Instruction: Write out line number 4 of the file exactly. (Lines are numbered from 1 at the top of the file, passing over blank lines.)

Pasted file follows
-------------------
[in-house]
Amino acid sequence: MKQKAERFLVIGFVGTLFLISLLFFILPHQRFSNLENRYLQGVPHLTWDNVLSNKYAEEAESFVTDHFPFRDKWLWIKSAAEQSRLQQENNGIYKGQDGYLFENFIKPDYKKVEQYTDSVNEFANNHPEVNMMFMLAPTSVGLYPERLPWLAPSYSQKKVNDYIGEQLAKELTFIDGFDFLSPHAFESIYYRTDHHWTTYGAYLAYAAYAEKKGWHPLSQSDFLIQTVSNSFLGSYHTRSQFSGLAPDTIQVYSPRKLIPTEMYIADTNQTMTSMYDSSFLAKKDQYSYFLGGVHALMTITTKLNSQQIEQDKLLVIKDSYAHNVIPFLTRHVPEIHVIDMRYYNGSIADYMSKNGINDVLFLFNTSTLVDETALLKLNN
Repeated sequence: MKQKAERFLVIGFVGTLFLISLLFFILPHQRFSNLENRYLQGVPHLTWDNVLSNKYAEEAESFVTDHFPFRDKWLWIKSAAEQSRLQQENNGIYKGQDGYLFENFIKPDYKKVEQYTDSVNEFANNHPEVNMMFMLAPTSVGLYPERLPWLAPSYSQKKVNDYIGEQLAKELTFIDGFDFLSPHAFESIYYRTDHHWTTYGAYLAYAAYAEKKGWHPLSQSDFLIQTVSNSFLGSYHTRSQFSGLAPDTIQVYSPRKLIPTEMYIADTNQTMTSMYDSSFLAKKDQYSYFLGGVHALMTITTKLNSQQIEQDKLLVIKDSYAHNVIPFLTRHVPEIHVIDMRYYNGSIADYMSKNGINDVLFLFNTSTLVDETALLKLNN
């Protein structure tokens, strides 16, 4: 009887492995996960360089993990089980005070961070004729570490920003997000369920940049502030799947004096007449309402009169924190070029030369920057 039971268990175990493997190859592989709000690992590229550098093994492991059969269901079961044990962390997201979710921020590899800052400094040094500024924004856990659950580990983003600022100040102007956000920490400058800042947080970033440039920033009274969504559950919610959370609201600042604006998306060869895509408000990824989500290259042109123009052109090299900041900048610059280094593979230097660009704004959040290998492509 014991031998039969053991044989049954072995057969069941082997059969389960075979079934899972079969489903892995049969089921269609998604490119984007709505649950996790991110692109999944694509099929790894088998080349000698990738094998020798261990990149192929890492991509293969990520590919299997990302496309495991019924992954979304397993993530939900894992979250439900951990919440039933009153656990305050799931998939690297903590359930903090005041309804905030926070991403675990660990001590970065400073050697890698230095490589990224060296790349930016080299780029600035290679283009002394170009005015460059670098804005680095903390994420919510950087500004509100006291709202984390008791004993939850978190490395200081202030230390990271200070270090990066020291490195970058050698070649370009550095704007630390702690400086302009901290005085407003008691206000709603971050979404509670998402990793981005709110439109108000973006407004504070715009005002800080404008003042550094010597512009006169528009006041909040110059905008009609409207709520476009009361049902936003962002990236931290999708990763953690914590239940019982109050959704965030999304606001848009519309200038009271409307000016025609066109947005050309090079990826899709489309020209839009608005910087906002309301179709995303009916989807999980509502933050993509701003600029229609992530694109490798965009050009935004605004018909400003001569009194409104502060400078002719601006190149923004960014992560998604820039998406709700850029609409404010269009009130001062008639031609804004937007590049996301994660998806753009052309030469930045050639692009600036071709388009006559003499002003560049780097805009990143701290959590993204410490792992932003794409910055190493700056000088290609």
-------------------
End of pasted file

């Protein structure tokens, strides 16, 4: 009887492995996960360089993990089980005070961070004729570490920003997000369920940049502030799947004096007449309402009169924190070029030369920057 039971268990175990493997190859592989709000690992590229550098093994492991059969269901079961044990962390997201979710921020590899800052400094040094500024924004856990659950580990983003600022100040102007956000920490400058800042947080970033440039920033009274969504559950919610959370609201600042604006998306060869895509408000990824989500290259042109123009052109090299900041900048610059280094593979230097660009704004959040290998492509 014991031998039969053991044989049954072995057969069941082997059969389960075979079934899972079969489903892995049969089921269609998604490119984007709505649950996790991110692109999944694509099929790894088998080349000698990738094998020798261990990149192929890492991509293969990520590919299997990302496309495991019924992954979304397993993530939900894992979250439900951990919440039933009153656990305050799931998939690297903590359930903090005041309804905030926070991403675990660990001590970065400073050697890698230095490589990224060296790349930016080299780029600035290679283009002394170009005015460059670098804005680095903390994420919510950087500004509100006291709202984390008791004993939850978190490395200081202030230390990271200070270090990066020291490195970058050698070649370009550095704007630390702690400086302009901290005085407003008691206000709603971050979404509670998402990793981005709110439109108000973006407004504070715009005002800080404008003042550094010597512009006169528009006041909040110059905008009609409207709520476009009361049902936003962002990236931290999708990763953690914590239940019982109050959704965030999304606001848009519309200038009271409307000016025609066109947005050309090079990826899709489309020209839009608005910087906002309301179709995303009916989807999980509502933050993509701003600029229609992530694109490798965009050009935004605004018909400003001569009194409104502060400078002719601006190149923004960014992560998604820039998406709700850029609409404010269009009130001062008639031609804004937007590049996301994660998806753009052309030469930045050639692009600036071709388009006559003499002003560049780097805009990143701290959590993204410490792992932003794409910055190493700056000088290609």